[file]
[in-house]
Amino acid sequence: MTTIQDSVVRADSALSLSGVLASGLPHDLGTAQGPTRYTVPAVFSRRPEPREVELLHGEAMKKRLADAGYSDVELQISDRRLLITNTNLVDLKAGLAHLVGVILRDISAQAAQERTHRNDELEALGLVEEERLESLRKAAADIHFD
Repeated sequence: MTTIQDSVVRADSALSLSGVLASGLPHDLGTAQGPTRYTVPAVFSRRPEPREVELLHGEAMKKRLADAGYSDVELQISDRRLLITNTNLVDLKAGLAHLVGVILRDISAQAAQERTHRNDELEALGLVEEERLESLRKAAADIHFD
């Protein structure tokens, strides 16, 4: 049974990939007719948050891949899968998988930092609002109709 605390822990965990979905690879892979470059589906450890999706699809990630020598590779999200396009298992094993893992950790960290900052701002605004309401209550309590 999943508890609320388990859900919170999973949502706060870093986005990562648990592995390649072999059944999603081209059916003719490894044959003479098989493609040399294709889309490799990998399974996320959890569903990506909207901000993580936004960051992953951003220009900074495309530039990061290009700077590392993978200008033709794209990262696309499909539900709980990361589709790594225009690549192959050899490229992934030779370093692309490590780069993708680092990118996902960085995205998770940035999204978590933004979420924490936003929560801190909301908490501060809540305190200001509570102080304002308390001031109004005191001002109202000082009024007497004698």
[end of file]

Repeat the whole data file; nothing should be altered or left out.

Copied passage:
[in-house]
Amino acid sequence: MTTIQDSVVRADSALSLSGVLASGLPHDLGTAQGPTRYTVPAVFSRRPEPREVELLHGEAMKKRLADAGYSDVELQISDRRLLITNTNLVDLKAGLAHLVGVILRDISAQAAQERTHRNDELEALGLVEEERLESLRKAAADIHFD
Repeated sequence: MTTIQDSVVRADSALSLSGVLASGLPHDLGTAQGPTRYTVPAVFSRRPEPREVELLHGEAMKKRLADAGYSDVELQISDRRLLITNTNLVDLKAGLAHLVGVILRDISAQAAQERTHRNDELEALGLVEEERLESLRKAAADIHFD
């Protein structure tokens, strides 16, 4: 049974990939007719948050891949899968998988930092609002109709 605390822990965990979905690879892979470059589906450890999706699809990630020598590779999200396009298992094993893992950790960290900052701002605004309401209550309590 999943508890609320388990859900919170999973949502706060870093986005990562648990592995390649072999059944999603081209059916003719490894044959003479098989493609040399294709889309490799990998399974996320959890569903990506909207901000993580936004960051992953951003220009900074495309530039990061290009700077590392993978200008033709794209990262696309499909539900709980990361589709790594225009690549192959050899490229992934030779370093692309490590780069993708680092990118996902960085995205998770940035999204978590933004979420924490936003929560801190909301908490501060809540305190200001509570102080304002308390001031109004005191001002109202000082009024007497004698």